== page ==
“After that, I stayed the month of May here in the motorhome and was doing rehab here during the month of May at the medical center, and working at PitFit. Dr. (Terry) Trammell helped me a lot. After the month of May, I still lived in Indianapolis Motor Speedway for a month and a half with my mom.”

By July 29, roughly two and a half months after his accident, Fittipaldi found himself back behind the wheel of a race car. While admittedly not at 100 percent, he returned for the final five rounds of the season and managed to score an 11th at Gateway before following it up with a career-best ninth at Portland.

“Then I was looking at continuing to race in IndyCar full-time, but it didn’t happen,” Fittipaldi said.

Instead, he kept busy with opportunities to compete in DTM and the Formula Asian Championship, as well as becoming a test and reserve driver with the Haas F1 Team. Fast-forward through that stretch, and the experience also includes two Formula 1 starts as replacement for the injured Romian Grosjean, with whom he now shares the No. 51 Dale Coyne Racing with Rick Ware Racing Honda in IndyCar this season.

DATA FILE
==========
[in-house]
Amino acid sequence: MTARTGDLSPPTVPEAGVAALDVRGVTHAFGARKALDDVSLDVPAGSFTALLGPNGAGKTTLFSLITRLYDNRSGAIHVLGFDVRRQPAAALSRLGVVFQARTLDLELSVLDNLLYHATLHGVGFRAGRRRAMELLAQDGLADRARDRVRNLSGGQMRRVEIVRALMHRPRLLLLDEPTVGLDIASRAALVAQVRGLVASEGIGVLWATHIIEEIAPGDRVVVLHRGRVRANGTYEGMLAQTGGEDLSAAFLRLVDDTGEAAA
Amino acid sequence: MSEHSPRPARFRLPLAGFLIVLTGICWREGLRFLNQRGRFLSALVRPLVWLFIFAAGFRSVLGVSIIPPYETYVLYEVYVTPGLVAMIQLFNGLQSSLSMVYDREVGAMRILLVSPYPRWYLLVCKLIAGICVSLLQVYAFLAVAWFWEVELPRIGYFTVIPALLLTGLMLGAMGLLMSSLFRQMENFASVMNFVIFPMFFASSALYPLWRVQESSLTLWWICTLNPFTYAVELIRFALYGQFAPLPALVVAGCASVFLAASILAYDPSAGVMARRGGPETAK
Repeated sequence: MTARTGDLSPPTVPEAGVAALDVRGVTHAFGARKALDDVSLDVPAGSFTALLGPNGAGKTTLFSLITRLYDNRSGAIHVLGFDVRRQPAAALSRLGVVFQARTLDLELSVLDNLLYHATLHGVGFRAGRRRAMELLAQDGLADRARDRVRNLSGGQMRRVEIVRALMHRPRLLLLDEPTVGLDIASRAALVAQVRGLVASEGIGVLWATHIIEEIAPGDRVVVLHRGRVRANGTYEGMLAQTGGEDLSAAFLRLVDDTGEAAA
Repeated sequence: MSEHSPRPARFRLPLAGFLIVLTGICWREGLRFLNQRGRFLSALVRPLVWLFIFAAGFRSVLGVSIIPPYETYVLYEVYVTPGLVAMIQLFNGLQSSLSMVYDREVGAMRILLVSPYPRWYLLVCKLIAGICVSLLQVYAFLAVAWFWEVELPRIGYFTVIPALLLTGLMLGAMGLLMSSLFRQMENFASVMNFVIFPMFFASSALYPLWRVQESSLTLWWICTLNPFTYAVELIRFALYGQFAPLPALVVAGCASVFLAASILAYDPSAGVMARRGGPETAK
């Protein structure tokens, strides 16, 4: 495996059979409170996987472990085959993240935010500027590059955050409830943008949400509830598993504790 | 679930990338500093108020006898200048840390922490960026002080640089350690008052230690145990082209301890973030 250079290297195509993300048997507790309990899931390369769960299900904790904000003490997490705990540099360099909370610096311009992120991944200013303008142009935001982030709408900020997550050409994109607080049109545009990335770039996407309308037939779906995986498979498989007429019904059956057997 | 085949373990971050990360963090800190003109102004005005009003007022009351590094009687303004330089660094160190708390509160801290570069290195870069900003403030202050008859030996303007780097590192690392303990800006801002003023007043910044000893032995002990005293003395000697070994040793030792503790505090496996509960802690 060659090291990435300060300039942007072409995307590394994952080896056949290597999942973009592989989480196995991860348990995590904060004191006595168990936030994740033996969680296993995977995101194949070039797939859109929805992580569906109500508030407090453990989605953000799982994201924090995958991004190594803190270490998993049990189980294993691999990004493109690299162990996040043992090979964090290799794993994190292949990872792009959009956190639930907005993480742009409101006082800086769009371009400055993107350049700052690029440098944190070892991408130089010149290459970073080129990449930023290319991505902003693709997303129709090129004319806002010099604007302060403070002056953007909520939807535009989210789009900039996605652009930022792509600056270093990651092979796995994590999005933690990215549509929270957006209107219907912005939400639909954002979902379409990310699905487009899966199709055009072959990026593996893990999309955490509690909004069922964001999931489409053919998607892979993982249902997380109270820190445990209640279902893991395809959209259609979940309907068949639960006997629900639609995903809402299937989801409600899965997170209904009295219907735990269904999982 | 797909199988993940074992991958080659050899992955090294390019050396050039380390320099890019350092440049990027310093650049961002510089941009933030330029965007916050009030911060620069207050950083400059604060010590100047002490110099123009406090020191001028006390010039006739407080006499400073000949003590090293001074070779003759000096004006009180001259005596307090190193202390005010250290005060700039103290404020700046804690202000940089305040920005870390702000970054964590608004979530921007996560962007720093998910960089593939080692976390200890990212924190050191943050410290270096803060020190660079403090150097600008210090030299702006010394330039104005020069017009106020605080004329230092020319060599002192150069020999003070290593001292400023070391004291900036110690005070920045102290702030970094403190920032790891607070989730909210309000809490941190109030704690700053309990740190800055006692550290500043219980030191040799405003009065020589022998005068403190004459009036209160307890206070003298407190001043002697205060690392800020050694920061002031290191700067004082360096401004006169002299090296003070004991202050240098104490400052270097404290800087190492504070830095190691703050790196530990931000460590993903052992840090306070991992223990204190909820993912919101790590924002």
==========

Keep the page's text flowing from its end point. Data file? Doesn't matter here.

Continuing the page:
Fittipaldi subbed for now-ride-sharer Romain Grosjean in two GPs for Haas F1 last year. Charles Coates/Motorsport Images

“I raced in Formula 1, but I always had in the back of my mind to come back and race the 500,” said Fittipaldi, who remains with Haas as a test and reserve driver for 2021. “You never know when it’s going to happen — opportunities come and go, and sometimes they come out of nowhere. I had already been talking to Dale and then the opportunity came actually pretty late. I mean, the end of January, beginning of February. Dale called me and was like, ‘You want to do the ovals?’ I said, ‘Yeah, for sure.’ I’m really happy to be back here and racing, other than being in a motorhome doing rehab because that was very painful.